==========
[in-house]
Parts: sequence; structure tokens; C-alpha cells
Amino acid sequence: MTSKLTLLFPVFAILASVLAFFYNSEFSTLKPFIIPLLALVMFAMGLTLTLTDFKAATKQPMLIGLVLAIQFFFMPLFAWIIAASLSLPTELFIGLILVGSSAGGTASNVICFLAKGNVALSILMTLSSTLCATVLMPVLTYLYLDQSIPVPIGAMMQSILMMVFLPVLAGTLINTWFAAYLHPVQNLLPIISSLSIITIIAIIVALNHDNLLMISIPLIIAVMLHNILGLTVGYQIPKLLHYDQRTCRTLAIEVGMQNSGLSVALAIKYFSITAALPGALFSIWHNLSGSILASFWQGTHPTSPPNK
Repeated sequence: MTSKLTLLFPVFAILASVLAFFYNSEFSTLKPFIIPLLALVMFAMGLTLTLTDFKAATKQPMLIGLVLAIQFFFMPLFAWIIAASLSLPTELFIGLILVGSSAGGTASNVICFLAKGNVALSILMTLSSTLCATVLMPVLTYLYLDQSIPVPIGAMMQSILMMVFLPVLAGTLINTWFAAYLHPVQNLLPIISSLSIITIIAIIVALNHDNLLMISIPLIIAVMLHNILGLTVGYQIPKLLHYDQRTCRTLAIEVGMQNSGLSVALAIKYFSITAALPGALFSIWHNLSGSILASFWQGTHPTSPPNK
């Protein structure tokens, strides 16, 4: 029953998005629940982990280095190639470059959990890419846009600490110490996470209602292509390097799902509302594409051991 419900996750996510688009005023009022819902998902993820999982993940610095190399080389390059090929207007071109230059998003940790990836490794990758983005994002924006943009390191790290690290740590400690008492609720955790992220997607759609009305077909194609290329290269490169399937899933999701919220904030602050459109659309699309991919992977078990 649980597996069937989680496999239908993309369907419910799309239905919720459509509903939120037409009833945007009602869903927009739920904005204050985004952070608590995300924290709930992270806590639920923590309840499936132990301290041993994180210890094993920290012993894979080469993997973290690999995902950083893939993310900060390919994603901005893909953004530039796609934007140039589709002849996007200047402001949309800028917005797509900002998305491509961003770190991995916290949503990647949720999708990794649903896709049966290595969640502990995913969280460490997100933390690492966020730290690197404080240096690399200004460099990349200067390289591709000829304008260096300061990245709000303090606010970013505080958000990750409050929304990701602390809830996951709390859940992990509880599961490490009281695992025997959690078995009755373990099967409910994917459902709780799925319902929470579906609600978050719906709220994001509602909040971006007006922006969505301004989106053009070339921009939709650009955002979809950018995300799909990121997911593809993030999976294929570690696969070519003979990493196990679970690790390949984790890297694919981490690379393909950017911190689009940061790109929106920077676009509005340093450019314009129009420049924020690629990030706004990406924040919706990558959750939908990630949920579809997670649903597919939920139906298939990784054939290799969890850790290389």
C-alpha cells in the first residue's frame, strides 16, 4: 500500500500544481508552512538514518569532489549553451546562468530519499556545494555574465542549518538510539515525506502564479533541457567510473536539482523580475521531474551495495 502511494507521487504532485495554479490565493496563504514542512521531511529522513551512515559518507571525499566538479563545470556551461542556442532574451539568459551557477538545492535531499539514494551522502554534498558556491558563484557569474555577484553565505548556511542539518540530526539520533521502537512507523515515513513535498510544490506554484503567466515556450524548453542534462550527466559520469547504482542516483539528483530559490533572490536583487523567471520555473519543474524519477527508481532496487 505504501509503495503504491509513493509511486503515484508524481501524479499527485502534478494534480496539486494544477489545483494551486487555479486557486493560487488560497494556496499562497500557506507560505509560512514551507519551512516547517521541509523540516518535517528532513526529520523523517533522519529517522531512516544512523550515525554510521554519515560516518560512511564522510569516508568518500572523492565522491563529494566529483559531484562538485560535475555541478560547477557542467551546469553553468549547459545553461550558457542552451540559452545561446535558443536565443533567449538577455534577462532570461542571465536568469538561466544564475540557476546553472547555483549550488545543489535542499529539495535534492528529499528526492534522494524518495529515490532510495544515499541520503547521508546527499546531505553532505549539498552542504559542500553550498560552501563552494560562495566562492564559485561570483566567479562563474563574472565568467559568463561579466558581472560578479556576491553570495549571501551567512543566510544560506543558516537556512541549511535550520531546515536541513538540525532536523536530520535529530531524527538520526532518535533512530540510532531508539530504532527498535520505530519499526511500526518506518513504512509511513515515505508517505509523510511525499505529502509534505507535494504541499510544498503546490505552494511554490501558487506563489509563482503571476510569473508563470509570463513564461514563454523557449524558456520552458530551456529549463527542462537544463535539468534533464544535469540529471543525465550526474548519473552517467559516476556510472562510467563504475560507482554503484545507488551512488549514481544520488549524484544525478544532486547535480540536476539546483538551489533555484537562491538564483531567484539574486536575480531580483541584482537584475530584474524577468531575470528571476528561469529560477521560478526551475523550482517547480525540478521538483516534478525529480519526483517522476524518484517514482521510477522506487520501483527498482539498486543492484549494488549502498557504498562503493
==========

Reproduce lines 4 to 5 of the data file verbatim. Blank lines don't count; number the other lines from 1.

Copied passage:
Repeated sequence: MTSKLTLLFPVFAILASVLAFFYNSEFSTLKPFIIPLLALVMFAMGLTLTLTDFKAATKQPMLIGLVLAIQFFFMPLFAWIIAASLSLPTELFIGLILVGSSAGGTASNVICFLAKGNVALSILMTLSSTLCATVLMPVLTYLYLDQSIPVPIGAMMQSILMMVFLPVLAGTLINTWFAAYLHPVQNLLPIISSLSIITIIAIIVALNHDNLLMISIPLIIAVMLHNILGLTVGYQIPKLLHYDQRTCRTLAIEVGMQNSGLSVALAIKYFSITAALPGALFSIWHNLSGSILASFWQGTHPTSPPNK
């Protein structure tokens, strides 16, 4: 029953998005629940982990280095190639470059959990890419846009600490110490996470209602292509390097799902509302594409051991 419900996750996510688009005023009022819902998902993820999982993940610095190399080389390059090929207007071109230059998003940790990836490794990758983005994002924006943009390191790290690290740590400690008492609720955790992220997607759609009305077909194609290329290269490169399937899933999701919220904030602050459109659309699309991919992977078990 649980597996069937989680496999239908993309369907419910799309239905919720459509509903939120037409009833945007009602869903927009739920904005204050985004952070608590995300924290709930992270806590639920923590309840499936132990301290041993994180210890094993920290012993894979080469993997973290690999995902950083893939993310900060390919994603901005893909953004530039796609934007140039589709002849996007200047402001949309800028917005797509900002998305491509961003770190991995916290949503990647949720999708990794649903896709049966290595969640502990995913969280460490997100933390690492966020730290690197404080240096690399200004460099990349200067390289591709000829304008260096300061990245709000303090606010970013505080958000990750409050929304990701602390809830996951709390859940992990509880599961490490009281695992025997959690078995009755373990099967409910994917459902709780799925319902929470579906609600978050719906709220994001509602909040971006007006922006969505301004989106053009070339921009939709650009955002979809950018995300799909990121997911593809993030999976294929570690696969070519003979990493196990679970690790390949984790890297694919981490690379393909950017911190689009940061790109929106920077676009509005340093450019314009129009420049924020690629990030706004990406924040919706990558959750939908990630949920579809997670649903597919939920139906298939990784054939290799969890850790290389």